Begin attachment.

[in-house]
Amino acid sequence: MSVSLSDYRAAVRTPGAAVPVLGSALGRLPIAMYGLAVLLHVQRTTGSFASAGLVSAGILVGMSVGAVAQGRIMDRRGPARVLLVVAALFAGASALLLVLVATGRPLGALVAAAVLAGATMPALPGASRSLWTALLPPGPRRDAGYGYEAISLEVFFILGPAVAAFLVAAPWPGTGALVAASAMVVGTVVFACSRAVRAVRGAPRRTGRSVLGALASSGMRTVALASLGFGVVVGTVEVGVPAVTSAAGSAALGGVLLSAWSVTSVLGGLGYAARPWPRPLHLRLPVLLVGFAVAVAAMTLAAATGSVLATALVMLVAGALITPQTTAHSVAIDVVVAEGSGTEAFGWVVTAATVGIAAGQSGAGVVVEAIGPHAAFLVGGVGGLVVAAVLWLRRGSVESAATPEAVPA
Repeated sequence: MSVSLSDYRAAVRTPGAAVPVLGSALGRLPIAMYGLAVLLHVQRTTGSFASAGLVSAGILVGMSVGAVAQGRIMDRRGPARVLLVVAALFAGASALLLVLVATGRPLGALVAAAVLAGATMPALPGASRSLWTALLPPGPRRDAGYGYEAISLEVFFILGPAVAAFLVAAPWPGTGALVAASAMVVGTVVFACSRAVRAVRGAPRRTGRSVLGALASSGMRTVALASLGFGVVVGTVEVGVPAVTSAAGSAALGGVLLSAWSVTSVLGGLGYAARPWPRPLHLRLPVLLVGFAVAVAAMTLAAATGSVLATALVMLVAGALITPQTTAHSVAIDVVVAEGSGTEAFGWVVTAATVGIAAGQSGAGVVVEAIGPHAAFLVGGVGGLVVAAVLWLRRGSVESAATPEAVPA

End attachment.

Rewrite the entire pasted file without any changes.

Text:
[in-house]
Amino acid sequence: MSVSLSDYRAAVRTPGAAVPVLGSALGRLPIAMYGLAVLLHVQRTTGSFASAGLVSAGILVGMSVGAVAQGRIMDRRGPARVLLVVAALFAGASALLLVLVATGRPLGALVAAAVLAGATMPALPGASRSLWTALLPPGPRRDAGYGYEAISLEVFFILGPAVAAFLVAAPWPGTGALVAASAMVVGTVVFACSRAVRAVRGAPRRTGRSVLGALASSGMRTVALASLGFGVVVGTVEVGVPAVTSAAGSAALGGVLLSAWSVTSVLGGLGYAARPWPRPLHLRLPVLLVGFAVAVAAMTLAAATGSVLATALVMLVAGALITPQTTAHSVAIDVVVAEGSGTEAFGWVVTAATVGIAAGQSGAGVVVEAIGPHAAFLVGGVGGLVVAAVLWLRRGSVESAATPEAVPA
Repeated sequence: MSVSLSDYRAAVRTPGAAVPVLGSALGRLPIAMYGLAVLLHVQRTTGSFASAGLVSAGILVGMSVGAVAQGRIMDRRGPARVLLVVAALFAGASALLLVLVATGRPLGALVAAAVLAGATMPALPGASRSLWTALLPPGPRRDAGYGYEAISLEVFFILGPAVAAFLVAAPWPGTGALVAASAMVVGTVVFACSRAVRAVRGAPRRTGRSVLGALASSGMRTVALASLGFGVVVGTVEVGVPAVTSAAGSAALGGVLLSAWSVTSVLGGLGYAARPWPRPLHLRLPVLLVGFAVAVAAMTLAAATGSVLATALVMLVAGALITPQTTAHSVAIDVVVAEGSGTEAFGWVVTAATVGIAAGQSGAGVVVEAIGPHAAFLVGGVGGLVVAAVLWLRRGSVESAATPEAVPA